Participants or Spectators?

Last week, I spent my time presenting workshops at the Idaho Summer Institute of Best Practices (two days in Idaho Falls and two days in Wendell). At each of the venues, Superintendent Tom Luna from the Idaho State Department of Education stopped by during lunch to briefly address the audience. During his remarks, he highlighted Phase I of the Idaho Education Network, a program ultimately designed to assure high-bandwidth connectivity and fully-equipped, distance learning classrooms for schools, even in rural areas. He repeatedly commented on the need to bring the “virtual world these kids live in” into the schools. He gave several examples of how today’s students do things differently than “we” do — things like using digital means to locate a phone number instead of a paper phone book or taking guitar lessons whenever one wants via the internet instead of being locked into a scheduled time with a real person. He was very plain that schools must take advantage of social media tools to engage students. Does he realize that most of his schools currently block most social media tools?

As an “after-session,” I presented an overview of many Web 2.0 tools that teachers could use to engage students (blogs, wikis, podcasts, etc.) and strengthen their own professional growth (Twitter, diigo, delicious, ning, etc.). A district technology coordinator attended and commented on how many of the tools are blocked for both teachers and students.

I applaud Idaho’s efforts to assure connectivity throughout the state, but it brings to mind a slightly modified version of a line from Field of Dreams — “Build it and [they] will come.” In this case, “building” isn’t enough; “they” are already coming but are not allowed to play.  I hope the Idaho planners of this initiative realize schools need participants, not spectators. I hope they don’t install the infrastructure then realize nobody can access it.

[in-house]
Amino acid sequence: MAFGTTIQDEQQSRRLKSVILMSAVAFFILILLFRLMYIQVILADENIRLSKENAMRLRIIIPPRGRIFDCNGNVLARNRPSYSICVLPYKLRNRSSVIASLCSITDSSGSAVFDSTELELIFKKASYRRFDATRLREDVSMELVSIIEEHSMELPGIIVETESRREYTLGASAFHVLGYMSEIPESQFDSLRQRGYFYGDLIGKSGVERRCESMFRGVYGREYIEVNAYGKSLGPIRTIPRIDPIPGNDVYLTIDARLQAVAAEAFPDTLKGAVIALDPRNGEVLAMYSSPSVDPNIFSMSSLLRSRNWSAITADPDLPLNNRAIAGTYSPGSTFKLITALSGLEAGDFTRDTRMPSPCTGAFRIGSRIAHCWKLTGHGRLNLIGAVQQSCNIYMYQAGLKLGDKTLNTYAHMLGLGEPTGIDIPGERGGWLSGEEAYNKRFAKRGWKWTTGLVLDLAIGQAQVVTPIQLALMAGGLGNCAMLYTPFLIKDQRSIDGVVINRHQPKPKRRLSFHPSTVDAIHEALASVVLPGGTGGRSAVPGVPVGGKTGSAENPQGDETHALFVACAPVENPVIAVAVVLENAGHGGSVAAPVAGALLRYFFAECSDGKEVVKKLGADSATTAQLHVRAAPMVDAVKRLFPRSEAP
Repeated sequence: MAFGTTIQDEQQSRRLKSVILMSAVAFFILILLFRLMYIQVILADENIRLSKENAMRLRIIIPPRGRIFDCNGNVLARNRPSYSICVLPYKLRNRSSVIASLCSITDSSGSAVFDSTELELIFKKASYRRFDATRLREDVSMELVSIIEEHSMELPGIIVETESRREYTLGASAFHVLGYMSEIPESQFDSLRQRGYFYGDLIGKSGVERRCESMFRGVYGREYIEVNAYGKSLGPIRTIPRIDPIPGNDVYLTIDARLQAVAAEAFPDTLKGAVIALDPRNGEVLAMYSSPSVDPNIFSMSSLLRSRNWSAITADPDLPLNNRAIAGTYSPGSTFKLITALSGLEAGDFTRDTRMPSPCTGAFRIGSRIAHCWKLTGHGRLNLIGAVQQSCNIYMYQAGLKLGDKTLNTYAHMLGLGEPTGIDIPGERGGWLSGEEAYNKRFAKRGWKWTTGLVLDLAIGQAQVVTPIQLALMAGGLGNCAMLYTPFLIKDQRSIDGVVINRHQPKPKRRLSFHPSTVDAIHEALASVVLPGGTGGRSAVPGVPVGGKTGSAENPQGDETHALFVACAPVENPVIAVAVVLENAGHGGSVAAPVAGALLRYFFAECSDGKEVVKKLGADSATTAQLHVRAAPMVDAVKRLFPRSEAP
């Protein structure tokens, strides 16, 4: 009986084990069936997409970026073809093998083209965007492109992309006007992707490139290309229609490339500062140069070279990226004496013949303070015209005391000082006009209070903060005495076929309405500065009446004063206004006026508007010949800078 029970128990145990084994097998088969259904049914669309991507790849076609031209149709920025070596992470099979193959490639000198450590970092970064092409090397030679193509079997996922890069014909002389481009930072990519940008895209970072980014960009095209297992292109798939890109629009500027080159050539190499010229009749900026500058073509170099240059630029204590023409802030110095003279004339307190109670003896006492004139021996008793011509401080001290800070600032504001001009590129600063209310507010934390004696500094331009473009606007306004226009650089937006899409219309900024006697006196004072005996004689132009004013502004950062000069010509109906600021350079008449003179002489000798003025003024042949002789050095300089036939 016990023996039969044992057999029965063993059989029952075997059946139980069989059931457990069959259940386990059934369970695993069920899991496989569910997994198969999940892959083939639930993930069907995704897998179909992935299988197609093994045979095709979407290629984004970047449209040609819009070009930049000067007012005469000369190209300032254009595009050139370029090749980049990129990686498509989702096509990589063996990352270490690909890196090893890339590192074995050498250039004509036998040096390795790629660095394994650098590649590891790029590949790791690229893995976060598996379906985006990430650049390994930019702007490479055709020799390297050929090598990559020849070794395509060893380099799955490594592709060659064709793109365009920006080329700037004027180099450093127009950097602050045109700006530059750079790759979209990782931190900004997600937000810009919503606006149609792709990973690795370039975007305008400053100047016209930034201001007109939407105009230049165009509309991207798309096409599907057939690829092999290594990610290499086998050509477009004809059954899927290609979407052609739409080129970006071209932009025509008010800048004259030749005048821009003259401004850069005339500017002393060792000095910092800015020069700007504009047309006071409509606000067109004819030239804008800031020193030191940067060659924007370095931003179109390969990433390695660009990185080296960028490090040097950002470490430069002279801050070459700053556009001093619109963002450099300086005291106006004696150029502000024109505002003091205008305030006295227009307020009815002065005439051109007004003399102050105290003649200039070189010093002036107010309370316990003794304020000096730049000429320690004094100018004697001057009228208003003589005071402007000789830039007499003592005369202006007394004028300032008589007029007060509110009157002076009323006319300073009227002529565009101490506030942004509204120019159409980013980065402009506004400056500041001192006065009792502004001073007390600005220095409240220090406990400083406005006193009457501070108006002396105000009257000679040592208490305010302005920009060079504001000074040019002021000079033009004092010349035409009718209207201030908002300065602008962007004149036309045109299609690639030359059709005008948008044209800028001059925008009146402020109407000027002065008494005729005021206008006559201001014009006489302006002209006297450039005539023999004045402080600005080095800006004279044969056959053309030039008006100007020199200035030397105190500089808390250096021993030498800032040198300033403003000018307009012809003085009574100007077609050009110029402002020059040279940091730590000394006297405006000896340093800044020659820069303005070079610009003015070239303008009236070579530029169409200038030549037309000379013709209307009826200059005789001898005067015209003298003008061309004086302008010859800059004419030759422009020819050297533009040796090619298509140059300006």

An incredible (and ever-increasing) array of Web 2.0 tools already exists that can enhance student learning in so many ways. People are flocking to use these tools — right up to the school door. Due to the many restrictive policies in too many school districts, our students cannot even be spectators, let alone participants, during school hours. I understand we have to consider privacy, safety and security. But don’t we have to consider those issues outside school, too? How are these same students managing in the wild, wild, wi-fi world outside school? Certainly, students need to learn to manage digital content and their online presence. It would be easier to teach them if schools could access more of the content students access outside school.

Recently, a Twitter colleague posed the following question: “If Govt applied EDU policies and banned and filtered for the abuses of some, would we still have credit cards or mortgages?” (@tomwhitby) It’s worth thinking about. Ultimately, there is an element of risk in everything we do in every area of life. Sometimes, the benefits outweigh the risks. And now I’m feeling a little Reagan-ish — “Tear down this wall!”

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2 Comments on “Participants or Spectators?”

  1. Paul Bogush Says:

    I can only imagine what it would be like if a person with one iota of education experience ran the filters…

    Here’s a post I wrote about our filter last year:
    http://blogush.edublogs.org/2008/12/07/no-bikinis-at-my-school/

  2. Shery Kearney Says:

    So much of what I want to use in my classroom is blocked that I didn’t take my classes to the computer lab one day second semester. However, there were days we would hide from the tech gestapo, huddled in corners with iPhones watching blocked videos created by young filmmakers that were exactly on point for the literary device or work we were discussing. My students enjoyed the rebellion and felt like we were part of Les Miserables or A Tale of Two Cities fighting the oppression of rules clearly designed for the best interests of the organization not its people.


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